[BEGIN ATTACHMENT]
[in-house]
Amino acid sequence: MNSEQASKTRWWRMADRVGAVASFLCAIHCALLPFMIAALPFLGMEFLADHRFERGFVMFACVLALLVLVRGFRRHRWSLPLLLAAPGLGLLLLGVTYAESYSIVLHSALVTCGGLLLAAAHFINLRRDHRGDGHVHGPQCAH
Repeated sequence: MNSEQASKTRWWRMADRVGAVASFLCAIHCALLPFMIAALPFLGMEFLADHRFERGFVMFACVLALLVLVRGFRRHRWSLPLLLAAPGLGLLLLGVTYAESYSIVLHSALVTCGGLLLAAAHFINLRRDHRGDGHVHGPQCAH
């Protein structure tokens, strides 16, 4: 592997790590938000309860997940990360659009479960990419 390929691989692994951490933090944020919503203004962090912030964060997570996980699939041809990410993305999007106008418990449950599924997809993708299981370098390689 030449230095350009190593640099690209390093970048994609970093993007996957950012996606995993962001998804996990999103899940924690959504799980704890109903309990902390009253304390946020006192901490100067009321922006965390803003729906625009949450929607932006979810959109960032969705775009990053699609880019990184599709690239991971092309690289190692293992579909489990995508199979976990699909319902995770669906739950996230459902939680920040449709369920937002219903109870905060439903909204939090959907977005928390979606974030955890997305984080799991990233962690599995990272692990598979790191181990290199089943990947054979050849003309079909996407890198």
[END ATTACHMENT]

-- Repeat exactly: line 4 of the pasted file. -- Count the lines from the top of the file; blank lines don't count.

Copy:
């Protein structure tokens, strides 16, 4: 592997790590938000309860997940990360659009479960990419 390929691989692994951490933090944020919503203004962090912030964060997570996980699939041809990410993305999007106008418990449950599924997809993708299981370098390689 030449230095350009190593640099690209390093970048994609970093993007996957950012996606995993962001998804996990999103899940924690959504799980704890109903309990902390009253304390946020006192901490100067009321922006965390803003729906625009949450929607932006979810959109960032969705775009990053699609880019990184599709690239991971092309690289190692293992579909489990995508199979976990699909319902995770669906739950996230459902939680920040449709369920937002219903109870905060439903909204939090959907977005928390979606974030955890997305984080799991990233962690599995990272692990598979790191181990290199089943990947054979050849003309079909996407890198």